Archaic Laws in Maine
A debate in Belgrade about whether the town's sexton should be appointed or elected inspired an editorial in the Kennebec Journal.
[W]e're less intrigued by political dramas in Belgrade over how a sexton gets a job than we are by their antique name. And it reminds us of another antique custom still in play in Maine, in Damariscotta Mills, where an ancient law decrees that the widows of the town are entitled to a portion of the alewives harvested there every spring.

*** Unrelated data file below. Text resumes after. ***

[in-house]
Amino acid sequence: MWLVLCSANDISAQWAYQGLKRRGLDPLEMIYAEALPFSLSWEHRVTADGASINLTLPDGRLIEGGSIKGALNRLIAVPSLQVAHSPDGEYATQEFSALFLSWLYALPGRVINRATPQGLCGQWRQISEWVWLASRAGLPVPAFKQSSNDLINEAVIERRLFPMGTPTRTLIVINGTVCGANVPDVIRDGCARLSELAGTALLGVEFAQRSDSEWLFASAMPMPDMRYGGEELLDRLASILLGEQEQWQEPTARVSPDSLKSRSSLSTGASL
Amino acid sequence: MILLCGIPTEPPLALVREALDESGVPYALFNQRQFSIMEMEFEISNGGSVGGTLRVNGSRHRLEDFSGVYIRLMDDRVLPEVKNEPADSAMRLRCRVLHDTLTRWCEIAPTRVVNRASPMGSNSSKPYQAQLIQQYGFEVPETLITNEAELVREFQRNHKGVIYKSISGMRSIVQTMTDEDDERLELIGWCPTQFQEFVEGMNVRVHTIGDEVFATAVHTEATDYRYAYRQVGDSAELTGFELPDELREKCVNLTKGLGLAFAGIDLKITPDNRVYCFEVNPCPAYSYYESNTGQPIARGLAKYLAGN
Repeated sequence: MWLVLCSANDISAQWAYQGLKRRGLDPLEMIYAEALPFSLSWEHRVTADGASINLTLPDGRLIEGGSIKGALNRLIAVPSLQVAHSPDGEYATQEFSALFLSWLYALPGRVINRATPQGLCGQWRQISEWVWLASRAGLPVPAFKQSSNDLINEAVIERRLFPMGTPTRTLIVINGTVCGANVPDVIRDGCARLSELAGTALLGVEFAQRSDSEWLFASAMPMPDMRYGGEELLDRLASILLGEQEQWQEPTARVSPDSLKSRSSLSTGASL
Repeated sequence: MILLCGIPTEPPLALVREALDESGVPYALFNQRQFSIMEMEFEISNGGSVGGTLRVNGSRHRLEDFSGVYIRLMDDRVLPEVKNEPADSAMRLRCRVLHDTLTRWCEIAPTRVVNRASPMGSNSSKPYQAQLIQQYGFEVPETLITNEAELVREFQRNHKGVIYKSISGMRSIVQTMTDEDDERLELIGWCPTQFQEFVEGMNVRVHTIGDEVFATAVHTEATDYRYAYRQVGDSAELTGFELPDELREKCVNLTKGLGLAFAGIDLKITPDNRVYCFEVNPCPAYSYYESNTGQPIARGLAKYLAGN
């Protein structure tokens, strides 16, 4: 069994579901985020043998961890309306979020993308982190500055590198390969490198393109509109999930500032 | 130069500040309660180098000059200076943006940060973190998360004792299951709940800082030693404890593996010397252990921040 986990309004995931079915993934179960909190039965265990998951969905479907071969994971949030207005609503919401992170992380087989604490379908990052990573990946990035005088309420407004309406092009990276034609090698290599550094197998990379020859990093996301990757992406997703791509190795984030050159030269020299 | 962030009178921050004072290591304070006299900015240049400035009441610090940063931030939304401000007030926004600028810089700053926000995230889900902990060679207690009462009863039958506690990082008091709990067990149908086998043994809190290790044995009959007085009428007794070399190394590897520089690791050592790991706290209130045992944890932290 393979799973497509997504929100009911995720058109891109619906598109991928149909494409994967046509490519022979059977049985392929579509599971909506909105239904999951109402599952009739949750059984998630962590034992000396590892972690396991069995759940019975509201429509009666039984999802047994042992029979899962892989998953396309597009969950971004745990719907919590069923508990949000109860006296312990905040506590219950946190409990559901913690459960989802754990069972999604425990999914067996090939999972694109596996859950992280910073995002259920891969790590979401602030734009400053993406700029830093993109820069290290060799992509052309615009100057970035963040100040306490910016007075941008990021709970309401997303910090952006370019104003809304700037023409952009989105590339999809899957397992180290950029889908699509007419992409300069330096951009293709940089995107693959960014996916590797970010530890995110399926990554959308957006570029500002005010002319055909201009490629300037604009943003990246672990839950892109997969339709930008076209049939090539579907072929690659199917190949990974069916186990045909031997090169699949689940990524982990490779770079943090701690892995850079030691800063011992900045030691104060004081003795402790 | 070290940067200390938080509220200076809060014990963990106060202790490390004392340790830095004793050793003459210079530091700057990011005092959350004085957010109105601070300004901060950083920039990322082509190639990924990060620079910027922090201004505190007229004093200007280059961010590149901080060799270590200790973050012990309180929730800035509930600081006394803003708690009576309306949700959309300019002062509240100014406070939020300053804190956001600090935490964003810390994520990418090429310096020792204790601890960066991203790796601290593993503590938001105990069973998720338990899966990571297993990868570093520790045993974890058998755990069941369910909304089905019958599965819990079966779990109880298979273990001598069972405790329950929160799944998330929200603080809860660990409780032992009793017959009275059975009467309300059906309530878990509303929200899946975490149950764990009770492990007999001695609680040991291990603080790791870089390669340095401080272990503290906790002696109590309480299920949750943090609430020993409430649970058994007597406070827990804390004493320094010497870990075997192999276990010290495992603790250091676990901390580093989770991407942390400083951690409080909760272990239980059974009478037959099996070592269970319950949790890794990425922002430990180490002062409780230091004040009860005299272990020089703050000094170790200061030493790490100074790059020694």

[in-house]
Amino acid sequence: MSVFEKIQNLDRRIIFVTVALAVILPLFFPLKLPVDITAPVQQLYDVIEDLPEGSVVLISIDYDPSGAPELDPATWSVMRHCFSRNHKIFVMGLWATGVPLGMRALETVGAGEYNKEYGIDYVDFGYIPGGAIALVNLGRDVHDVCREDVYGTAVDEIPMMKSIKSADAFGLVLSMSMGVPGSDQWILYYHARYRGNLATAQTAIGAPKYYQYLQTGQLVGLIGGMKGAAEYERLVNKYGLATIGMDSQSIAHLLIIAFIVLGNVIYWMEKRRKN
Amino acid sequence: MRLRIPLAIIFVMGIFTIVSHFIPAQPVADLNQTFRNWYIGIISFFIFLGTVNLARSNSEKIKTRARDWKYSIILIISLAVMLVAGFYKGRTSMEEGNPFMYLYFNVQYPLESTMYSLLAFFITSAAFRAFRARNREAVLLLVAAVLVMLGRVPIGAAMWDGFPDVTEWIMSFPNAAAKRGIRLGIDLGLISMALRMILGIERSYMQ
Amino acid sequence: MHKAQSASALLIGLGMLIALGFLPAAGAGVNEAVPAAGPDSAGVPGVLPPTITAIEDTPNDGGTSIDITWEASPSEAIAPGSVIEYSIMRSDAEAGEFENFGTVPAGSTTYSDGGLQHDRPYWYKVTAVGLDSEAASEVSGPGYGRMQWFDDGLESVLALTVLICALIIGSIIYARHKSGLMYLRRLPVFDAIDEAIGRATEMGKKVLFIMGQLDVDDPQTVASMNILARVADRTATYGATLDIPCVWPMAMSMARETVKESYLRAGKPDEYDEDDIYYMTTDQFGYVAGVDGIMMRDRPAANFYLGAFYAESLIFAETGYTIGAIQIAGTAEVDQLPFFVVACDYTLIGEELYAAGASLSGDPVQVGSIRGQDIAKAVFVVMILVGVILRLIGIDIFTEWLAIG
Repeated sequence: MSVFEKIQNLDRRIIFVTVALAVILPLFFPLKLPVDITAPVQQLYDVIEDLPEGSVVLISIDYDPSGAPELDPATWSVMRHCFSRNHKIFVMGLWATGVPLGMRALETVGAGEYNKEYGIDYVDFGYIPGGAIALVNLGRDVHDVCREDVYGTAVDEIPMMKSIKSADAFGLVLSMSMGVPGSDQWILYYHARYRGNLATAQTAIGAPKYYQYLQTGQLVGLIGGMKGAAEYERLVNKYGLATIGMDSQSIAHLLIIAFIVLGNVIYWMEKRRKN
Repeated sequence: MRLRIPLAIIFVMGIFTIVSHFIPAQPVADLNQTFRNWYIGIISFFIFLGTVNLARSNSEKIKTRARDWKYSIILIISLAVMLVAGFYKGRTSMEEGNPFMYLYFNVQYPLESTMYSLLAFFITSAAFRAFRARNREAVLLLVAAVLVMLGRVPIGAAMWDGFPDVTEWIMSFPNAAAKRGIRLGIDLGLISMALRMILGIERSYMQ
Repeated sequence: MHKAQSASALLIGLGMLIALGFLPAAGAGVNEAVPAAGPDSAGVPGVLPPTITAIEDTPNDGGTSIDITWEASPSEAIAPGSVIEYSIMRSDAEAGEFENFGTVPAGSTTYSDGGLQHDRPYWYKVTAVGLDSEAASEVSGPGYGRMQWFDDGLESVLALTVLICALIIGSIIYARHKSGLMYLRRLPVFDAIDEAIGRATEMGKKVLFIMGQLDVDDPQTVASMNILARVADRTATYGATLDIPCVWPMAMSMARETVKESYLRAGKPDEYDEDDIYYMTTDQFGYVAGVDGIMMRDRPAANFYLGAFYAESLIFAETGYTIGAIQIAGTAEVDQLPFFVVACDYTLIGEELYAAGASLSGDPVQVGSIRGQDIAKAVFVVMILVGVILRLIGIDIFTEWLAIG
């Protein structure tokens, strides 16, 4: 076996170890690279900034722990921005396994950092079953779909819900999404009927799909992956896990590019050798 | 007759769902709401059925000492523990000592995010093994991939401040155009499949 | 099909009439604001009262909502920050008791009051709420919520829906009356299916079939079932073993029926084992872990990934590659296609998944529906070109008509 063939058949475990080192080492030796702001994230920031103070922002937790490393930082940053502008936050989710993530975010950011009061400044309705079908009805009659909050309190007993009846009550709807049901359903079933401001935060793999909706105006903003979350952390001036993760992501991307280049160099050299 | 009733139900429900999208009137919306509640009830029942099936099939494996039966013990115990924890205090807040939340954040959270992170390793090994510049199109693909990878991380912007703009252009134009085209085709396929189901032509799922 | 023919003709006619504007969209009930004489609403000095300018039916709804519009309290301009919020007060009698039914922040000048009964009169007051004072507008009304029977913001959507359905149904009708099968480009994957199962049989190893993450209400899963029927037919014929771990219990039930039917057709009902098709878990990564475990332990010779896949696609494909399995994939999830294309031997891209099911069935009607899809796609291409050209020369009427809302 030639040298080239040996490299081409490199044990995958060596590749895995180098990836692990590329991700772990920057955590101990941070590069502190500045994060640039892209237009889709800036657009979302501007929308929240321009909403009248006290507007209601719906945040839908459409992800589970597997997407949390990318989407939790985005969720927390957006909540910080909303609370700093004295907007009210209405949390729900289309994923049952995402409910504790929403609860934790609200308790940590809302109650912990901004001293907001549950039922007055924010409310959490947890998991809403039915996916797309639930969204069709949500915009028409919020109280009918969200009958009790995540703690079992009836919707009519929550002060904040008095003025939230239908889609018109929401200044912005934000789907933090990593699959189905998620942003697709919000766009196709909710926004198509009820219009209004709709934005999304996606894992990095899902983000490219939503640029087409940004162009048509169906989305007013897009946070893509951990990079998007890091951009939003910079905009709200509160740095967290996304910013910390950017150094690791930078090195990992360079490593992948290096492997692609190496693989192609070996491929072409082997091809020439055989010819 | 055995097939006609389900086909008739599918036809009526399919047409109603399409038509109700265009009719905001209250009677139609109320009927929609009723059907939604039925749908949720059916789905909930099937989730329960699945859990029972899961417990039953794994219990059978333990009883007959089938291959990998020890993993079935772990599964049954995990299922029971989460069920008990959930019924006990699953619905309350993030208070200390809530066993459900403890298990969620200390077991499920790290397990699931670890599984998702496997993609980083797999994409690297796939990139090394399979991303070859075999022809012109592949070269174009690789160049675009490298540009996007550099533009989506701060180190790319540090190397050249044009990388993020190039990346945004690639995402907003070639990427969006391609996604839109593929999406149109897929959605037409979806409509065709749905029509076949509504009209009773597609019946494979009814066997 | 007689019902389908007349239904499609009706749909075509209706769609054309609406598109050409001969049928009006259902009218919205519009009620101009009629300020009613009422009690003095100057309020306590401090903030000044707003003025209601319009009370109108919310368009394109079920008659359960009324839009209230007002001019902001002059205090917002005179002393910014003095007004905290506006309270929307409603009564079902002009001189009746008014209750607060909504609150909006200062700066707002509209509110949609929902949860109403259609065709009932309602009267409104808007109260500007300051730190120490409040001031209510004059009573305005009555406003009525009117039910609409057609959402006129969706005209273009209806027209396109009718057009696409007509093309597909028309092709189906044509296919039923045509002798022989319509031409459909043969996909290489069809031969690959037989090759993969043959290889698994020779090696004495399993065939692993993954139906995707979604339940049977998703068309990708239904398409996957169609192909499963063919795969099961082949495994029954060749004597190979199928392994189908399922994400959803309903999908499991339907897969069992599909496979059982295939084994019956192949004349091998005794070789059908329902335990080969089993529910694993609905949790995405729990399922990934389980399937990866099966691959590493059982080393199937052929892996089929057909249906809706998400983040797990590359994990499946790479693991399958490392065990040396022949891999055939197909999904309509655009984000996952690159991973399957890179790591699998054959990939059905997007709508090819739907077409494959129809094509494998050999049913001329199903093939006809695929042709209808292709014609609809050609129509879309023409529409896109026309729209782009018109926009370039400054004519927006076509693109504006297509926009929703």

There's also the old state law, still in effect, about "spite fences" which provides criminal penalties for "any fence or other structure in the nature of a fence, unnecessarily exceeding 6 feet in height, maliciously kept and maintained for the purpose of annoying the owners or occupants of adjoining property." And another state law that says that "whoever on Memorial Day before 3:30 o'clock in the afternoon engages in any public outdoor game or sport where an admission is charged or collection is taken shall be punished by a fine of not more than $25 or by imprisonment for not more than 10 days, or by both." That should stop all those illicit morning bocce games on Memorial Day all over Maine. [Link]